Only non-hazardous municipal waste can be incinerated, as the gas emissions of hazardous waste can have a detrimental effect on nearby communities and wildlife. Incinerators can't replace landfills as the ash left after burning trash has to be buried in landfills.
Also, incinerators need to be fed high volumes of waste in order to keep them running, which can dampen a city’s efforts to reduce waste generation.
Some non-hazardous, and organic waste is diverted to a waste-to-energy plant. Here, the waste is used to generate electricity with methods including incineration, gasification, thermal depolymerization, pyrolysis, etc.
Regions like New Zealand and Europe have made a significant investment in developing WtE plants because of the space constraints for building landfills.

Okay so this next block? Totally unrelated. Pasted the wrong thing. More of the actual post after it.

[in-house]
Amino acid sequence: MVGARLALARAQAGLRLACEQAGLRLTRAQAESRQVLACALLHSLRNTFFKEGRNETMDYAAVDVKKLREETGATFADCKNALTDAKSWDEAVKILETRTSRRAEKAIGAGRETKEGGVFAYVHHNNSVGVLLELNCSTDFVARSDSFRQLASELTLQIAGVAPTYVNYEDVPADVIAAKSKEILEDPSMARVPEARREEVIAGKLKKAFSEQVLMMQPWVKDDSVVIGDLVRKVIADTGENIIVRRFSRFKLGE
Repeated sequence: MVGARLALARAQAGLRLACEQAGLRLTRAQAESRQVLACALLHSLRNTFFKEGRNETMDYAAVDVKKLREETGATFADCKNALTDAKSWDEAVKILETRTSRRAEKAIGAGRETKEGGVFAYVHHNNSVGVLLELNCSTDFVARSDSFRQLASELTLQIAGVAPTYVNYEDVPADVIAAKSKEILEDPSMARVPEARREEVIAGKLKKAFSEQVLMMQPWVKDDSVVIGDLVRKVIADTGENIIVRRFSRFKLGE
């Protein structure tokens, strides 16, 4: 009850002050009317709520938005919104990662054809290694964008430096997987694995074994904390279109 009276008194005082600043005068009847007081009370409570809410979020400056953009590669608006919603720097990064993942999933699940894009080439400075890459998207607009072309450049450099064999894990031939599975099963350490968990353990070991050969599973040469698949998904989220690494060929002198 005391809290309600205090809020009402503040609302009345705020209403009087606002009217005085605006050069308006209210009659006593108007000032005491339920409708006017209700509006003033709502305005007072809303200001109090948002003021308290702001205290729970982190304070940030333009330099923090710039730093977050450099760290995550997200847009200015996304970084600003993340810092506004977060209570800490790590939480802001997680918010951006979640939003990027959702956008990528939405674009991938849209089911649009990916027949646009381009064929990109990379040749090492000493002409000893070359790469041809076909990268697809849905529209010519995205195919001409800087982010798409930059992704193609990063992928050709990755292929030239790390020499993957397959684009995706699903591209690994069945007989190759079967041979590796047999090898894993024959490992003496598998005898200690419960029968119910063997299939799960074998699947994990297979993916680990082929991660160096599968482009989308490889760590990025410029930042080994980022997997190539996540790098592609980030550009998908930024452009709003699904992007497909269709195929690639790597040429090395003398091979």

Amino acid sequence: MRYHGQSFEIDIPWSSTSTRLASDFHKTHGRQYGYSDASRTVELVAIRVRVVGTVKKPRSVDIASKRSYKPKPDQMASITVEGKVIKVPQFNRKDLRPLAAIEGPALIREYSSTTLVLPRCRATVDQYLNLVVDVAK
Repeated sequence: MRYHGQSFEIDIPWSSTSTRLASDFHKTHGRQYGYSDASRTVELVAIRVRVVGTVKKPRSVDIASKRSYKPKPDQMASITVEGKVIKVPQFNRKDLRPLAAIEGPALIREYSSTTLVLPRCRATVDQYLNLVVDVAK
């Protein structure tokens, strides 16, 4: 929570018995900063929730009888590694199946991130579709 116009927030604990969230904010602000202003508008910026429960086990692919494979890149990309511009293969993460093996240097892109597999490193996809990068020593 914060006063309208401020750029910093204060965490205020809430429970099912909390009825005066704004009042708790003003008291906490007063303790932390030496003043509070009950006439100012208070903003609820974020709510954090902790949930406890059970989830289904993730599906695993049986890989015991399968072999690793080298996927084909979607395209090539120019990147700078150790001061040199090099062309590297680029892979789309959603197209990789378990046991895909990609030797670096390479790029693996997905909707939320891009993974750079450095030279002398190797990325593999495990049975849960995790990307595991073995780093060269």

On the other hand, American authorities find it more feasible to build landfills compared to WtE plants. Apart from economic obstacles, authorities get pushback from local communities over the development of WtE plants, citing environmental pollution, increased truck traffic, and several other valid reasons. Currently, the United States only has 75 WtE plants.
Hazardous waste facility
Hazardous waste generated at manufacturing plants, medical facilities, constructions sites, etc. is sent to a hazardous waste facility. There it's treated chemically or incinerated to alter its properties and make it safer for disposal.
These facilities store the waste until enough piles up to be transported via truck to a landfill.
It's stored in carefully designed containers to prevent it from leaching into the groundwater.
Where do you come in?